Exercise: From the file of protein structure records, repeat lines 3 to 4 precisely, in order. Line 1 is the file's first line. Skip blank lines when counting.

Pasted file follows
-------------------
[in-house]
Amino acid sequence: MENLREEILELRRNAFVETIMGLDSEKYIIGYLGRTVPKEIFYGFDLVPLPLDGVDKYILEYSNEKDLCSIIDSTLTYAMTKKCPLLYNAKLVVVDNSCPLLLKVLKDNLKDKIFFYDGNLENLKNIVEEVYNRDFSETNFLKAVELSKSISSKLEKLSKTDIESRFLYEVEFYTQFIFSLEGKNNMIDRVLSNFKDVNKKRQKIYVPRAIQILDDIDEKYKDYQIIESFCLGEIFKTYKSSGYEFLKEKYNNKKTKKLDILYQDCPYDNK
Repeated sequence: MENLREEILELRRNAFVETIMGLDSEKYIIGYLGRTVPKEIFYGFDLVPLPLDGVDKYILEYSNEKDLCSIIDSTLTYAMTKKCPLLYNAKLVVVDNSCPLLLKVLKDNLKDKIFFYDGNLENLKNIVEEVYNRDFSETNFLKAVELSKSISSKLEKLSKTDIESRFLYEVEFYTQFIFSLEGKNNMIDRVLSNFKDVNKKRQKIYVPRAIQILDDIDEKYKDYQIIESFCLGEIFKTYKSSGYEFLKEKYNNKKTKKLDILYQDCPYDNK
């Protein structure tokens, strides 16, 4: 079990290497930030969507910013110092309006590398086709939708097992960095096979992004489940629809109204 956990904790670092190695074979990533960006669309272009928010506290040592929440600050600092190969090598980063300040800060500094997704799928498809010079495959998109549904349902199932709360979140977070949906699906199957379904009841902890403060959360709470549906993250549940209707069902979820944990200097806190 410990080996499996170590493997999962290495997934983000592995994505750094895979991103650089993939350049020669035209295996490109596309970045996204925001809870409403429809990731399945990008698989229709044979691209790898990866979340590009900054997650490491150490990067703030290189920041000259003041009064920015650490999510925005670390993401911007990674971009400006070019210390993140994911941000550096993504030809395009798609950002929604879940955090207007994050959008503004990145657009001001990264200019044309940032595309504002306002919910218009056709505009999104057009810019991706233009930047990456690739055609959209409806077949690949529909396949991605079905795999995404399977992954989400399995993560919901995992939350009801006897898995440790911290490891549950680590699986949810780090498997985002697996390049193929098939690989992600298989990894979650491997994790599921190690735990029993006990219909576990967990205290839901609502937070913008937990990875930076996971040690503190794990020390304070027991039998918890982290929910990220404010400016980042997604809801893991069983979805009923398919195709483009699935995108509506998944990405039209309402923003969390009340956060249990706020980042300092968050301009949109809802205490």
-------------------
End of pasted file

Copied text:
Repeated sequence: MENLREEILELRRNAFVETIMGLDSEKYIIGYLGRTVPKEIFYGFDLVPLPLDGVDKYILEYSNEKDLCSIIDSTLTYAMTKKCPLLYNAKLVVVDNSCPLLLKVLKDNLKDKIFFYDGNLENLKNIVEEVYNRDFSETNFLKAVELSKSISSKLEKLSKTDIESRFLYEVEFYTQFIFSLEGKNNMIDRVLSNFKDVNKKRQKIYVPRAIQILDDIDEKYKDYQIIESFCLGEIFKTYKSSGYEFLKEKYNNKKTKKLDILYQDCPYDNK
């Protein structure tokens, strides 16, 4: 079990290497930030969507910013110092309006590398086709939708097992960095096979992004489940629809109204 956990904790670092190695074979990533960006669309272009928010506290040592929440600050600092190969090598980063300040800060500094997704799928498809010079495959998109549904349902199932709360979140977070949906699906199957379904009841902890403060959360709470549906993250549940209707069902979820944990200097806190 410990080996499996170590493997999962290495997934983000592995994505750094895979991103650089993939350049020669035209295996490109596309970045996204925001809870409403429809990731399945990008698989229709044979691209790898990866979340590009900054997650490491150490990067703030290189920041000259003041009064920015650490999510925005670390993401911007990674971009400006070019210390993140994911941000550096993504030809395009798609950002929604879940955090207007994050959008503004990145657009001001990264200019044309940032595309504002306002919910218009056709505009999104057009810019991706233009930047990456690739055609959209409806077949690949529909396949991605079905795999995404399977992954989400399995993560919901995992939350009801006897898995440790911290490891549950680590699986949810780090498997985002697996390049193929098939690989992600298989990894979650491997994790599921190690735990029993006990219909576990967990205290839901609502937070913008937990990875930076996971040690503190794990020390304070027991039998918890982290929910990220404010400016980042997604809801893991069983979805009923398919195709483009699935995108509506998944990405039209309402923003969390009340956060249990706020980042300092968050301009949109809802205490």